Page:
The Pensacola City Council chambers were packed Jan. 10 for the swearing in of the city’s first strong mayor and the new council. Staff actually opened up the employee breakroom on the second floor to televise the ceremonies for the overflow crowd.
Mayor Mike Wiggins presided over the meetings with dignity and class. The goal was for the city council to hold two meetings–one for the outgoing members and the other to swear in the new council members and elect the council president and vice president and finish in an hour so that Ashton Hayward could be sworn in as the new mayor at noon, per the new charter.
Wiggins joked, “We need to stay on track and on time. However, brevity is not our strong suit.” His prediction held true, because the council didn’t adjourn its second meeting until 12:07 p.m.
HONORING OUTGOING COUNCIL
In the first meeting the outgoing mayor and council members were thanked for their service. Mayor Wiggins praised Councilwoman Diane Mack for her attention to detail and innovative ideas. Mack called her two years on the council an “educational, mind-expanding experience.” She said that she had tried to be a voice for the voiceless and those with little or no power. She gave credit to Councilman Sam Hall for the new charter and changes in government. “The acorn for change was planted by Councilman Sam Hall.”
She ended her comments, “I’ll be seeing you again.”
Mayor Wiggins said that the other outgoing council member, Jewel Cannada-Wynn, had been a great deputy mayor–“no doubt about it.” He praised her for representing the entire city well and for going district to district listening to citizens.
Cannada-Wynn said, “I support my new mayor. We all want the best for this city.” She also asked for the citizens’ support when she seeks another political office (yet to be determined): “I’ll be a public servant.”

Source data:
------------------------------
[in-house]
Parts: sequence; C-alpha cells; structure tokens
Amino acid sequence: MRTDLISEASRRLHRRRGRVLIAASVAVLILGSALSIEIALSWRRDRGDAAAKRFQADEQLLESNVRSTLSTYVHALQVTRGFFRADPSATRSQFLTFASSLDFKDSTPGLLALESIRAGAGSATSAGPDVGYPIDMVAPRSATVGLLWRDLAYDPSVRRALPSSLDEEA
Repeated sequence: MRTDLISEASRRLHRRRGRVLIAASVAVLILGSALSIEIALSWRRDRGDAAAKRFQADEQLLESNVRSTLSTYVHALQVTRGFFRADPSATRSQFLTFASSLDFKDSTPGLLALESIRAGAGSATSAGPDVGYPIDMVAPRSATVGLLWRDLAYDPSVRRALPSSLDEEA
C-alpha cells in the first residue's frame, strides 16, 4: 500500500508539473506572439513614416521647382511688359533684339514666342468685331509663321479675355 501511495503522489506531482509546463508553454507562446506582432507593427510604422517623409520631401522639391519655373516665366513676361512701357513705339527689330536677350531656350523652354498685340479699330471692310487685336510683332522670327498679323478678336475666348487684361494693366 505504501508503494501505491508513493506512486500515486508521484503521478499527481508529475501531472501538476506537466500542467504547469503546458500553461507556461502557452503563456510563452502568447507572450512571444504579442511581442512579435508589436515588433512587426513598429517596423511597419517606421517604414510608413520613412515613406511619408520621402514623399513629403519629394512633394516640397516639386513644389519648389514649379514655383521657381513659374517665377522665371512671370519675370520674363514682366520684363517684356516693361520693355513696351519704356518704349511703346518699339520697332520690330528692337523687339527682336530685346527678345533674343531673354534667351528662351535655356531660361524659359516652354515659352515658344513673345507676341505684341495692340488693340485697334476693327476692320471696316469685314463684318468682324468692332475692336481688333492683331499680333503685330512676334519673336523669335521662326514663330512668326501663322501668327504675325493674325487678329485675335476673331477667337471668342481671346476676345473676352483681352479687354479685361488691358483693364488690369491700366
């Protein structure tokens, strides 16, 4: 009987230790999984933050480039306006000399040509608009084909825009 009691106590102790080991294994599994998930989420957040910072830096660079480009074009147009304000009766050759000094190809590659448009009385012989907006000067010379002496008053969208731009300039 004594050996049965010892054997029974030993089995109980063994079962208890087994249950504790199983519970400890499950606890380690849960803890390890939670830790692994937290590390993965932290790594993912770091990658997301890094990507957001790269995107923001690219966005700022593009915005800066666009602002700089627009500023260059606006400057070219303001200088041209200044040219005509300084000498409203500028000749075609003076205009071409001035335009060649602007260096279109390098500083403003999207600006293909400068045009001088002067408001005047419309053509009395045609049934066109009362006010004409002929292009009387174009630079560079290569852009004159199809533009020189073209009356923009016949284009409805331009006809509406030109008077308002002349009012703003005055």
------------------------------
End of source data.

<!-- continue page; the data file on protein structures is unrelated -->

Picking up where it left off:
It was Deputy Mayor Cannada-Wynn who honored Mayor Wiggins with his plaque and resolution. She joked it was the first and only time she got to hold the gavel and chair a council meeting in her two years as deputy mayor.
Mayor Wiggins said that he had very positive reflections of his time on the council. He said, “Pensacola today is very different from when I came on this board.” He listed among the changes in his tenure: airport, library system, which had a groundbreaking last Friday for the new downtown branch, Community Maritime Park, Tech Park, Sanders Beach Community Center, 100 city parks and community centers, relocation of the Main Street Sewage Plant and the business renaissance of downtown Pensacola.
Wiggins thanked all members of the council upon which he served, city employees and his family and friends. Four of his nine grandchildren were there for the ceremony. He asked them to stand. “They are the reason we do what we do–to make life better for our children and grandchildren,” he told the audience.
Wiggins wished the new mayor success as he moves the city forward. “We are behind you with talents individually and collectively when called upon. The City of Pensacola is in good hands.”
He ended with, “Being the mayor of Pensacola is the best job in the world because I represented the best citizens in the world. May God bless the City of Pensacola.”
Before adjourning his last meeting as mayor, Wiggins also thanked City Manager Al Coby for his long hours on complicated, difficult issues. The first meeting adjourned at 11:33 a.m.
NEW COUNCIL SWORN IN
It took about six minutes to replace the names on the vote tally board and at the seats. The second meeting started at 11:39 a.m. Brian Spencer and Sherri Myers were sworn in, along with the returning council members, Sam Hall, Megan Pratt, PC Wu, Ronald Townsend, Maren DeWeese, Larry Johnson and John Jerralds.
Spencer said, “It is exciting to be on the threshold of opportunity for this city.” He pledged to stand behind the new mayor.